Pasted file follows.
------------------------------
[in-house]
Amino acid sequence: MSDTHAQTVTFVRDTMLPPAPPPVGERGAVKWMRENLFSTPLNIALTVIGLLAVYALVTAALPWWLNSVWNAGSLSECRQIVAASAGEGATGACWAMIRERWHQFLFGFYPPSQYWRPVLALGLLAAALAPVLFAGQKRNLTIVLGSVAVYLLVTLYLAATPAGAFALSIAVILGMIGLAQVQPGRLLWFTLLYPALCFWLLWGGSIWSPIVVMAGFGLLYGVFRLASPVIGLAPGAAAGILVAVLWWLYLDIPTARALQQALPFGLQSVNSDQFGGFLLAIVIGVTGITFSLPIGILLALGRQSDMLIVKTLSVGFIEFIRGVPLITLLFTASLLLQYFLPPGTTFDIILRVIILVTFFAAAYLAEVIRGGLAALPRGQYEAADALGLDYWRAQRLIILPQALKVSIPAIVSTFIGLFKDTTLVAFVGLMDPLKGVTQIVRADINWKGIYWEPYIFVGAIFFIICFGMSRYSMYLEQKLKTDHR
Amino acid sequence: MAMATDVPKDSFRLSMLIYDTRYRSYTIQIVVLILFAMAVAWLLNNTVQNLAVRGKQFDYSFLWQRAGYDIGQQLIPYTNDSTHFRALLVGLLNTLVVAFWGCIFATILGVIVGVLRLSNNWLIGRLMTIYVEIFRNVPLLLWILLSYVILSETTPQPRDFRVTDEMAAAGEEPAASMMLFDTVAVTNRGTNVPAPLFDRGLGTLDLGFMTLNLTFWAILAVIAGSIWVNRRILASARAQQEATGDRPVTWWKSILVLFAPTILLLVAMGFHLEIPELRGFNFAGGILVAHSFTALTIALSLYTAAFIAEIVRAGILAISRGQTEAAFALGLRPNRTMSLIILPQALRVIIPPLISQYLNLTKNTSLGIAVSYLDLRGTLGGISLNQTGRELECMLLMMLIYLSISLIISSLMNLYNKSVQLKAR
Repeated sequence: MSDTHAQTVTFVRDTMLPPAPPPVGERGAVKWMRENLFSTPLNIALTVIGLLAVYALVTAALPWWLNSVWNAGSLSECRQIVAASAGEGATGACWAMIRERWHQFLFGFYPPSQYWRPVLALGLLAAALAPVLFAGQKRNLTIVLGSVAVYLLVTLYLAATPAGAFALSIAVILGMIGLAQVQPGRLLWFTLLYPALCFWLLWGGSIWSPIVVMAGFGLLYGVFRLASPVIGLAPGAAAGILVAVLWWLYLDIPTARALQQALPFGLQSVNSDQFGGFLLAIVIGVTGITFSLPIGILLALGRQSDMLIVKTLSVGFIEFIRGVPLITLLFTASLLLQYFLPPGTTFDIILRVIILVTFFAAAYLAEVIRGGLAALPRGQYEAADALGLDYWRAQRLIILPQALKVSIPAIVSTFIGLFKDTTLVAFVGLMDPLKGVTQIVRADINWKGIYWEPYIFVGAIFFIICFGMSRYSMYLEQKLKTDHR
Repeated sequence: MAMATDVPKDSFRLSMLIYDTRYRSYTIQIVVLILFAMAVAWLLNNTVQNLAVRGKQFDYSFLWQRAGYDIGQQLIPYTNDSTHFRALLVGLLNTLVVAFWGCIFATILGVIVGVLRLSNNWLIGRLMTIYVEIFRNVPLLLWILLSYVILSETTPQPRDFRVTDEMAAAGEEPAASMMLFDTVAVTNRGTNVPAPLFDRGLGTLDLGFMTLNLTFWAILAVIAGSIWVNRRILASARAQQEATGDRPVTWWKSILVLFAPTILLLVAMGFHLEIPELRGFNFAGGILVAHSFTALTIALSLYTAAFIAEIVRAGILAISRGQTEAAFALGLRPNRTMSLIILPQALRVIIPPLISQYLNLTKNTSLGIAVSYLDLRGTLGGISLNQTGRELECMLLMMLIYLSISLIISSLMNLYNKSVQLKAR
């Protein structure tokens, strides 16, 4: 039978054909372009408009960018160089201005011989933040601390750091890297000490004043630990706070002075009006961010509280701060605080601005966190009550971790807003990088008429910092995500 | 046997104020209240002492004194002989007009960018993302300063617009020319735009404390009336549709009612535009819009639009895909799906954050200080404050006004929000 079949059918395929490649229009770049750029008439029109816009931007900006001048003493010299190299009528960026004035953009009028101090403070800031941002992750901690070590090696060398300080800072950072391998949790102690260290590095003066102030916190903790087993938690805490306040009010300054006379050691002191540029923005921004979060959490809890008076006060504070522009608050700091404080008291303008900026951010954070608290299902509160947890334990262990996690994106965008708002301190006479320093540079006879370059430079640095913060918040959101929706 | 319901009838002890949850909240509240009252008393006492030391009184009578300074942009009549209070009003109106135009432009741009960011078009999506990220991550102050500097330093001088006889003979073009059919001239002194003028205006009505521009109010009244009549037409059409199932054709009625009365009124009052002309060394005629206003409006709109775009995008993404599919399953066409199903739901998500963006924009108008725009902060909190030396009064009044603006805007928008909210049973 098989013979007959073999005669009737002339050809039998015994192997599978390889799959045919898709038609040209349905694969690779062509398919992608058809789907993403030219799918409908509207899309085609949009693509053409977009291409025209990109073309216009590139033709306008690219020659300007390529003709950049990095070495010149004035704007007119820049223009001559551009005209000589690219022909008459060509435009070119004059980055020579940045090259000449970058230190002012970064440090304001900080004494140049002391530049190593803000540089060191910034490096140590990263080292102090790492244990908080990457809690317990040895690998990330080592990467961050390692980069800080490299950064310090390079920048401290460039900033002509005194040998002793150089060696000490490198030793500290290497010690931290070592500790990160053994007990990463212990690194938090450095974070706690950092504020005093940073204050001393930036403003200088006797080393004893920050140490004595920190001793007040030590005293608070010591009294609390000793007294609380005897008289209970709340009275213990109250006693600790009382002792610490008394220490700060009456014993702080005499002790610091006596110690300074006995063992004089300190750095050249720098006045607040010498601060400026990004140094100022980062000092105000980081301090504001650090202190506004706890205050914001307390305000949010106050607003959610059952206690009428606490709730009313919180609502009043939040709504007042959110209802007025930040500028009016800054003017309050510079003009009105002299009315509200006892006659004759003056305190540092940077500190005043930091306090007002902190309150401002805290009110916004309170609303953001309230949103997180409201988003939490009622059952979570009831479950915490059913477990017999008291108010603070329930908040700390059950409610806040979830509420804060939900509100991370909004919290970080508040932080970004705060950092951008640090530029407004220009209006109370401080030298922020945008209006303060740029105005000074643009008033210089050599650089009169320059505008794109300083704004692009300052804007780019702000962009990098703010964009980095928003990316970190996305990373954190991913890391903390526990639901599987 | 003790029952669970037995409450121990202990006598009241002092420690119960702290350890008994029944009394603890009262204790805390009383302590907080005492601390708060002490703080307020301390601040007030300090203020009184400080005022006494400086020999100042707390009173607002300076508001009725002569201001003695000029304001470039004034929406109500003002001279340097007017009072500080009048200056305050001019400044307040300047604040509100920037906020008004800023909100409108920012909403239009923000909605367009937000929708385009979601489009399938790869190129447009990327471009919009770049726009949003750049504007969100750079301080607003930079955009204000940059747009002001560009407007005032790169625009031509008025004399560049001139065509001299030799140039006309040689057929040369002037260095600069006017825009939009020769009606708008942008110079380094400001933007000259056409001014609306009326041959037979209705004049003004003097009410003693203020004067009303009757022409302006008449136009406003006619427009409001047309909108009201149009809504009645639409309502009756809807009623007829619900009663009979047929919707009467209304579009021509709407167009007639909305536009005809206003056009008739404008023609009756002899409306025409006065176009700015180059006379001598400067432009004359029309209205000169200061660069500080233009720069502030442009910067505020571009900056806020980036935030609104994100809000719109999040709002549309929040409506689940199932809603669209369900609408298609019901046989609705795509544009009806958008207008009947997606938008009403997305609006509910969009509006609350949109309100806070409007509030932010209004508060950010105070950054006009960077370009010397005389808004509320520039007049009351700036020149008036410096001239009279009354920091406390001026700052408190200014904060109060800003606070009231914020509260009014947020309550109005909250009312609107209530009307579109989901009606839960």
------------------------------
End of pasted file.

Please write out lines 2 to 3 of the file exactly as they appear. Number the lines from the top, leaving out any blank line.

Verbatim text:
Amino acid sequence: MSDTHAQTVTFVRDTMLPPAPPPVGERGAVKWMRENLFSTPLNIALTVIGLLAVYALVTAALPWWLNSVWNAGSLSECRQIVAASAGEGATGACWAMIRERWHQFLFGFYPPSQYWRPVLALGLLAAALAPVLFAGQKRNLTIVLGSVAVYLLVTLYLAATPAGAFALSIAVILGMIGLAQVQPGRLLWFTLLYPALCFWLLWGGSIWSPIVVMAGFGLLYGVFRLASPVIGLAPGAAAGILVAVLWWLYLDIPTARALQQALPFGLQSVNSDQFGGFLLAIVIGVTGITFSLPIGILLALGRQSDMLIVKTLSVGFIEFIRGVPLITLLFTASLLLQYFLPPGTTFDIILRVIILVTFFAAAYLAEVIRGGLAALPRGQYEAADALGLDYWRAQRLIILPQALKVSIPAIVSTFIGLFKDTTLVAFVGLMDPLKGVTQIVRADINWKGIYWEPYIFVGAIFFIICFGMSRYSMYLEQKLKTDHR
Amino acid sequence: MAMATDVPKDSFRLSMLIYDTRYRSYTIQIVVLILFAMAVAWLLNNTVQNLAVRGKQFDYSFLWQRAGYDIGQQLIPYTNDSTHFRALLVGLLNTLVVAFWGCIFATILGVIVGVLRLSNNWLIGRLMTIYVEIFRNVPLLLWILLSYVILSETTPQPRDFRVTDEMAAAGEEPAASMMLFDTVAVTNRGTNVPAPLFDRGLGTLDLGFMTLNLTFWAILAVIAGSIWVNRRILASARAQQEATGDRPVTWWKSILVLFAPTILLLVAMGFHLEIPELRGFNFAGGILVAHSFTALTIALSLYTAAFIAEIVRAGILAISRGQTEAAFALGLRPNRTMSLIILPQALRVIIPPLISQYLNLTKNTSLGIAVSYLDLRGTLGGISLNQTGRELECMLLMMLIYLSISLIISSLMNLYNKSVQLKAR